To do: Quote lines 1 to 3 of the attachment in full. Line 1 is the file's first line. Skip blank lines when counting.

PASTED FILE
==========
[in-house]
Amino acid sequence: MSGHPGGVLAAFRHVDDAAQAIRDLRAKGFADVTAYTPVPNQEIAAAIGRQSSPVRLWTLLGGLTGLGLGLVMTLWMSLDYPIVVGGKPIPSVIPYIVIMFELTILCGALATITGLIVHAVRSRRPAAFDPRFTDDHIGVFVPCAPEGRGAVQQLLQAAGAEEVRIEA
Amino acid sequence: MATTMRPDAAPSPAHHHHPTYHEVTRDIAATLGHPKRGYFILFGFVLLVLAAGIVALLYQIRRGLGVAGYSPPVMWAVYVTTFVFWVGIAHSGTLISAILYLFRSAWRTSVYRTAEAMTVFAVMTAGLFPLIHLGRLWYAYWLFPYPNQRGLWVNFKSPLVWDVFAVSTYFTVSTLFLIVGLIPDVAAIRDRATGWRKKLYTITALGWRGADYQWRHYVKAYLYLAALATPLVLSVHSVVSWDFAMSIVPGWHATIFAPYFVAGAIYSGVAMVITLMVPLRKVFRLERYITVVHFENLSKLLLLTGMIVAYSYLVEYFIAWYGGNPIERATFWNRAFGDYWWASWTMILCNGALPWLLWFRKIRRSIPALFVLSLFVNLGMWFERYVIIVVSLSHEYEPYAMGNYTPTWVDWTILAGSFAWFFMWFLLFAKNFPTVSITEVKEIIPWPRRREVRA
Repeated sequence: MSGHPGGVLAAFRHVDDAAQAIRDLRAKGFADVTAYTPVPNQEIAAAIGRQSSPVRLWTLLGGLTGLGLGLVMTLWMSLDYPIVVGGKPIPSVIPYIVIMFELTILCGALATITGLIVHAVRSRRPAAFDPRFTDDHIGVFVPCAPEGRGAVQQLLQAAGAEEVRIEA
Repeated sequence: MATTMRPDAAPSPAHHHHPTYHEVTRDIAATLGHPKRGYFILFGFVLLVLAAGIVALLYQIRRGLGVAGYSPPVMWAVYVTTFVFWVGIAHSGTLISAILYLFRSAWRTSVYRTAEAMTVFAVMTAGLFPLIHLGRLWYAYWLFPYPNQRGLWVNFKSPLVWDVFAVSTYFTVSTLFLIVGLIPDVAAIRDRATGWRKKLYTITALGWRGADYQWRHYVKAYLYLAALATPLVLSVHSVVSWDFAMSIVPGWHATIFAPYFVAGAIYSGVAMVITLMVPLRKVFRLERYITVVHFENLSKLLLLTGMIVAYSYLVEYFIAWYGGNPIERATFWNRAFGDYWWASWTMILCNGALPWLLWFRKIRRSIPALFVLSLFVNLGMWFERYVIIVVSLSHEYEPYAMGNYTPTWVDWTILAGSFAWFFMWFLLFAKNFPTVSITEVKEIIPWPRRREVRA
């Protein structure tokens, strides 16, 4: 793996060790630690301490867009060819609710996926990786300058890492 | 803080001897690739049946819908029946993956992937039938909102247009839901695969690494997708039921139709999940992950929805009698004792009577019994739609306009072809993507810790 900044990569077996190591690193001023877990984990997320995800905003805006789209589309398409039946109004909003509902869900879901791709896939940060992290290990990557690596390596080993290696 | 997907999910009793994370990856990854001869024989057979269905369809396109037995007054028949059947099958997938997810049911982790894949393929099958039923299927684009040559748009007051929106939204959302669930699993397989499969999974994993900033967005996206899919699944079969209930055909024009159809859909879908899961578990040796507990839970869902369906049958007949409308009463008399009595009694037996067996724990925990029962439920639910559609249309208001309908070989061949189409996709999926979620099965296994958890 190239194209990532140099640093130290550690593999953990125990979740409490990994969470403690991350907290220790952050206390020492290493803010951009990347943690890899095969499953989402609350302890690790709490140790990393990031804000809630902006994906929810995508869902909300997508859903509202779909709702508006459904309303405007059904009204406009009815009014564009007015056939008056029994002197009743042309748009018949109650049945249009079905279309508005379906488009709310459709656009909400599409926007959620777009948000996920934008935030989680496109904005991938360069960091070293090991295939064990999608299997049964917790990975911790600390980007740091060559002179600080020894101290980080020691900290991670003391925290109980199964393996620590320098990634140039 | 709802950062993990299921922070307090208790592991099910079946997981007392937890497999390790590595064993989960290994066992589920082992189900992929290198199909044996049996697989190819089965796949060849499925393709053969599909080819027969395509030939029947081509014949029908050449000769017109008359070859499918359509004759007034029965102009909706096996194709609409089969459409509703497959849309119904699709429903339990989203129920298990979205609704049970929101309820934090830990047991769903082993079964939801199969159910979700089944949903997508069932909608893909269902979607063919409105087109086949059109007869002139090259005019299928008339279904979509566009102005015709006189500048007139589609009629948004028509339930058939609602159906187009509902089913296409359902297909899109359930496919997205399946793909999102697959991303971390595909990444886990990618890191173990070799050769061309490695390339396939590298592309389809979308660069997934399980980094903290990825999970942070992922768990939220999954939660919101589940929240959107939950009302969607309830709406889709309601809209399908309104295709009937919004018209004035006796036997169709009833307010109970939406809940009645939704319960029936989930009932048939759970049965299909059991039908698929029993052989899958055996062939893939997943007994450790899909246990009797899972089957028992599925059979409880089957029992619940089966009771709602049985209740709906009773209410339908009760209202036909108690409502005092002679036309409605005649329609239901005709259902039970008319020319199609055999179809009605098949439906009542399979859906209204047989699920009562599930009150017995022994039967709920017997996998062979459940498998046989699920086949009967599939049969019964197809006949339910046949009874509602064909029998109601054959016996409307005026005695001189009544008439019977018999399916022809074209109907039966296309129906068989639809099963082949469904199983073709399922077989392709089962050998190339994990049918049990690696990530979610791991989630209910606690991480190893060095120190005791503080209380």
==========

[in-house]
Amino acid sequence: MSGHPGGVLAAFRHVDDAAQAIRDLRAKGFADVTAYTPVPNQEIAAAIGRQSSPVRLWTLLGGLTGLGLGLVMTLWMSLDYPIVVGGKPIPSVIPYIVIMFELTILCGALATITGLIVHAVRSRRPAAFDPRFTDDHIGVFVPCAPEGRGAVQQLLQAAGAEEVRIEA
Amino acid sequence: MATTMRPDAAPSPAHHHHPTYHEVTRDIAATLGHPKRGYFILFGFVLLVLAAGIVALLYQIRRGLGVAGYSPPVMWAVYVTTFVFWVGIAHSGTLISAILYLFRSAWRTSVYRTAEAMTVFAVMTAGLFPLIHLGRLWYAYWLFPYPNQRGLWVNFKSPLVWDVFAVSTYFTVSTLFLIVGLIPDVAAIRDRATGWRKKLYTITALGWRGADYQWRHYVKAYLYLAALATPLVLSVHSVVSWDFAMSIVPGWHATIFAPYFVAGAIYSGVAMVITLMVPLRKVFRLERYITVVHFENLSKLLLLTGMIVAYSYLVEYFIAWYGGNPIERATFWNRAFGDYWWASWTMILCNGALPWLLWFRKIRRSIPALFVLSLFVNLGMWFERYVIIVVSLSHEYEPYAMGNYTPTWVDWTILAGSFAWFFMWFLLFAKNFPTVSITEVKEIIPWPRRREVRA